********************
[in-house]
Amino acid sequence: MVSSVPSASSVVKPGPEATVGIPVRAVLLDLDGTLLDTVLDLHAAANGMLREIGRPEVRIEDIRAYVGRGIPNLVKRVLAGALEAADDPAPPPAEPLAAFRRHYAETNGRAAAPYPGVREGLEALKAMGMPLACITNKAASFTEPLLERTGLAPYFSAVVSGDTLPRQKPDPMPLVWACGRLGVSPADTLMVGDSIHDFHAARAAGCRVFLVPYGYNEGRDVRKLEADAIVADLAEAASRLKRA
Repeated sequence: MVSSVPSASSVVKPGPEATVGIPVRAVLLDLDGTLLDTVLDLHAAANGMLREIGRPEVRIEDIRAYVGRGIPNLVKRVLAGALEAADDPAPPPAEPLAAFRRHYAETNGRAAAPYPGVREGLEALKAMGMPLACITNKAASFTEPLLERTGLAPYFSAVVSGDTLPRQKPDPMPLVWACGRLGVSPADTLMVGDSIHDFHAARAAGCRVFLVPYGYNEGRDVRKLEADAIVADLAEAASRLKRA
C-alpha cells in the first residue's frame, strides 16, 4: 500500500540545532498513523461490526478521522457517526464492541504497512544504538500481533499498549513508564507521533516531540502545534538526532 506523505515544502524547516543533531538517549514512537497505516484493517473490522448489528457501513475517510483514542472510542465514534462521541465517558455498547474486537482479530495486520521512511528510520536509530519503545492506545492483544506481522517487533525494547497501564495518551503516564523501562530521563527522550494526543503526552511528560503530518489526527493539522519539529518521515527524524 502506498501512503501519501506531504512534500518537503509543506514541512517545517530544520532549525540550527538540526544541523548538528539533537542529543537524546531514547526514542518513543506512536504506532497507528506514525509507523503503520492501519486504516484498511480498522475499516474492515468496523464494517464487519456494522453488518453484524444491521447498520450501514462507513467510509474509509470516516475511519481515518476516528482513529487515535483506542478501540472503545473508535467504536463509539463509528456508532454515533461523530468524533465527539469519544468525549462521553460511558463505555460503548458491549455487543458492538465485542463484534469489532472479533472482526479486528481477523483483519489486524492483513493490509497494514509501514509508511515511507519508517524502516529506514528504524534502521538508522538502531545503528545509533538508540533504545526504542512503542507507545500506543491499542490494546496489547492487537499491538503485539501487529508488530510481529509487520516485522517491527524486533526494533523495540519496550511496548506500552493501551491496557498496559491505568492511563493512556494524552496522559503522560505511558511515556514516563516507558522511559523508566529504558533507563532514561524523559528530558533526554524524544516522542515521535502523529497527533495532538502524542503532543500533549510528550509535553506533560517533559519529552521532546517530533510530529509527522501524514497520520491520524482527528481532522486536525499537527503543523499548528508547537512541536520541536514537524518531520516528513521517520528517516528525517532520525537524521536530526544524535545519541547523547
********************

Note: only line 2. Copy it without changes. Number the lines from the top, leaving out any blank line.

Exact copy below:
Amino acid sequence: MVSSVPSASSVVKPGPEATVGIPVRAVLLDLDGTLLDTVLDLHAAANGMLREIGRPEVRIEDIRAYVGRGIPNLVKRVLAGALEAADDPAPPPAEPLAAFRRHYAETNGRAAAPYPGVREGLEALKAMGMPLACITNKAASFTEPLLERTGLAPYFSAVVSGDTLPRQKPDPMPLVWACGRLGVSPADTLMVGDSIHDFHAARAAGCRVFLVPYGYNEGRDVRKLEADAIVADLAEAASRLKRA